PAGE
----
The Gap Goes for a Spin With Joy Division

Misused Pleasures

Following Disney’s bizarre and much-blogged misuse (above, right) of Peter Saville’s iconic album art for Joy Division’s Unknown Pleasures, The Gap now takes those iconic waveforms for an unsightly spin (above, left). The preppy retailer is apparently offering merch from the Threadless crowdsourced community, and among them is this “Shadowplay” T-shirt designed by Didier Gerardin from Nancy, France.

Didier Gerardin’s ideas come from observing and writing about what’s going on around him. His favorite piece of art in his home is a reproduction of Andy Warhol’s “Zebra.” Didier feels famous every time one of his designs gets printed on a tee.

I wonder what the design means to Didier Gerardin? Because here’s what it meant to Peter Saville (and Joy Division) when they came up with it in 1979.

This was the first and only time that the band gave me something that they’d like for a cover. I went to see Rob Gretton, who managed them, and he gave me a folder of material, which contained the wave image from the Cambridge Encyclopedia of Astronomy. They gave me the title too but I didn’t hear the album. The wave pattern was so appropriate. It was from CP 1919, the first pulsar, so it’s likely that the graph emanated from Jodrell Bank, which is local to Manchester and Joy Division. And it’s both technical and sensual. It’s tight, like Stephen Morris’ drumming, but it’s also fluid: lots of people think it’s a heart beat. Having the title on the front just didn’t seem necessary. I asked Rob about it and, between us, we felt it wasn’t a cool thing to do. It was the post-punk moment and we were against overblown stardom. The band didn’t want to be pop stars.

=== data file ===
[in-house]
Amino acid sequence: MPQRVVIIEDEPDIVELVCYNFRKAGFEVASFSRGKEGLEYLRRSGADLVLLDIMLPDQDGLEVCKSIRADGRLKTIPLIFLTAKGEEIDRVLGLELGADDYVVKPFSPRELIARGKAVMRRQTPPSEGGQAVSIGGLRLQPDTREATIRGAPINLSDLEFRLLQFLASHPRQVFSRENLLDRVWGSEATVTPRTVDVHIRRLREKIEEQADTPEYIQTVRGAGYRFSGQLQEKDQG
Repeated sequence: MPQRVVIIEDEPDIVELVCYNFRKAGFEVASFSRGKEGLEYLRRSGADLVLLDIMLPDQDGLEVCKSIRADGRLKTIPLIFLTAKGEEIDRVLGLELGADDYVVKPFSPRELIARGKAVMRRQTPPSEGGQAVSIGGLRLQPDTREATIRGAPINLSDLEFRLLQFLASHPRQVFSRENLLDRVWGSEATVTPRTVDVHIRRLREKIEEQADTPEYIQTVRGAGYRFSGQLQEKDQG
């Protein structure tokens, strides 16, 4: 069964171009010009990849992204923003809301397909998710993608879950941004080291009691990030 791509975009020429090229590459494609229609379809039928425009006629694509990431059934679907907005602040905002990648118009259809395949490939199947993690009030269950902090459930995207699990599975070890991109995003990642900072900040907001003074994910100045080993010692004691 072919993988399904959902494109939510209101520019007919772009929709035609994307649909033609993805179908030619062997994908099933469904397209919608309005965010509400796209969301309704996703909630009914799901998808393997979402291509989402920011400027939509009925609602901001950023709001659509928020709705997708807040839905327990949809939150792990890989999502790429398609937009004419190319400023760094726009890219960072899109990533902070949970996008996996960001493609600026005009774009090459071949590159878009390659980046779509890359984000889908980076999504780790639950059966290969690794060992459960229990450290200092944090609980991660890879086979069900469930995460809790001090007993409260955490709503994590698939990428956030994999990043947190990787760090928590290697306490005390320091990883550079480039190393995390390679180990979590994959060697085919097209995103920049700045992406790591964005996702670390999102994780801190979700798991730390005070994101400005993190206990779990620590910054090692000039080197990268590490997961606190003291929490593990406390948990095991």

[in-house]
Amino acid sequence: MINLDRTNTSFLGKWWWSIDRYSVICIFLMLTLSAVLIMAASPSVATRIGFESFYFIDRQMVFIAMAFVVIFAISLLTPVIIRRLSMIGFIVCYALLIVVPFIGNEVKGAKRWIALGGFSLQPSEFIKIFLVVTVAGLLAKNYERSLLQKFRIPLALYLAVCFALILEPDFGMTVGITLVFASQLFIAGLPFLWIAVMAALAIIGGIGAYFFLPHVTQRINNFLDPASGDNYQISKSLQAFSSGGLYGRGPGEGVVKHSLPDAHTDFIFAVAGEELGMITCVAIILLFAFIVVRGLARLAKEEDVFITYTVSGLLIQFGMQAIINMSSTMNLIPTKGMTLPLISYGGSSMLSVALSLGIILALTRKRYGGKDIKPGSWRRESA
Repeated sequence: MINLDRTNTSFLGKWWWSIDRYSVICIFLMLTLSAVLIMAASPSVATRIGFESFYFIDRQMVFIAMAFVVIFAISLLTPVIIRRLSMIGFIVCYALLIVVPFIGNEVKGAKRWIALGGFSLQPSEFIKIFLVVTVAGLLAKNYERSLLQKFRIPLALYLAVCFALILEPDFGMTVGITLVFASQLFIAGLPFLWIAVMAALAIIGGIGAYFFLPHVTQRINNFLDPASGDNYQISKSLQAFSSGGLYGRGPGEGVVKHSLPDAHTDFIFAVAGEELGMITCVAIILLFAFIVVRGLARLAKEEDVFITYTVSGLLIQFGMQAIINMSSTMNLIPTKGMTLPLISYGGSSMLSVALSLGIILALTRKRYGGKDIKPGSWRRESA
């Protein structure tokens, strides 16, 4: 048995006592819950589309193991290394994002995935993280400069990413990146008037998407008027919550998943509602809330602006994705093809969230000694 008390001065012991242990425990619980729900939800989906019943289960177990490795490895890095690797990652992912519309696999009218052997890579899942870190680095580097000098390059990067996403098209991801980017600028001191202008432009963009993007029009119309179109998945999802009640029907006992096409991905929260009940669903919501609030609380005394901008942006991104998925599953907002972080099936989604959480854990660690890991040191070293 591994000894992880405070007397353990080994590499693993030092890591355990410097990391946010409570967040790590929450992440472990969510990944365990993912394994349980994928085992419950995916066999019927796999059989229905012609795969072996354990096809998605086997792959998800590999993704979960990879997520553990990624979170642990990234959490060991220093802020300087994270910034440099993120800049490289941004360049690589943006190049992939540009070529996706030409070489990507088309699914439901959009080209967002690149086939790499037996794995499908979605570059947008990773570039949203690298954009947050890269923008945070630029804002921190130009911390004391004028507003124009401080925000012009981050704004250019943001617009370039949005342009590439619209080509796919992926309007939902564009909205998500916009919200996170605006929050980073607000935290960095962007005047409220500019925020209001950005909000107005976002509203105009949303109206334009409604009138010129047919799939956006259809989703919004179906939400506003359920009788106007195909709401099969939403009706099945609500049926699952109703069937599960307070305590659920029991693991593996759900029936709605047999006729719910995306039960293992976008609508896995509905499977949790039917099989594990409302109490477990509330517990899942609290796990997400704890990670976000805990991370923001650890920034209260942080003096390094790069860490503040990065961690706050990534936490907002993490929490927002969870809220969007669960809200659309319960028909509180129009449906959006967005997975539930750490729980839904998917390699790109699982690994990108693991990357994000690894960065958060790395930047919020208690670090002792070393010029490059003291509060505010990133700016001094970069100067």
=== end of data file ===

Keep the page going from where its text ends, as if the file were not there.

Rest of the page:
Saville acknowledged The Gap T-shirt with an appropriate “WTF!” via Twitter. He also re-tweeted “We’re often not making things better; we’re just making things different.”

Peter Saville tweets

Of course, Saville didn’t create the waveforms we all now associate with Joy Division. He did, however, contextualize them into music/design history. If you’re interested in where the image originated, read this. …And once more, Ian Curtis rolls over in his grave.

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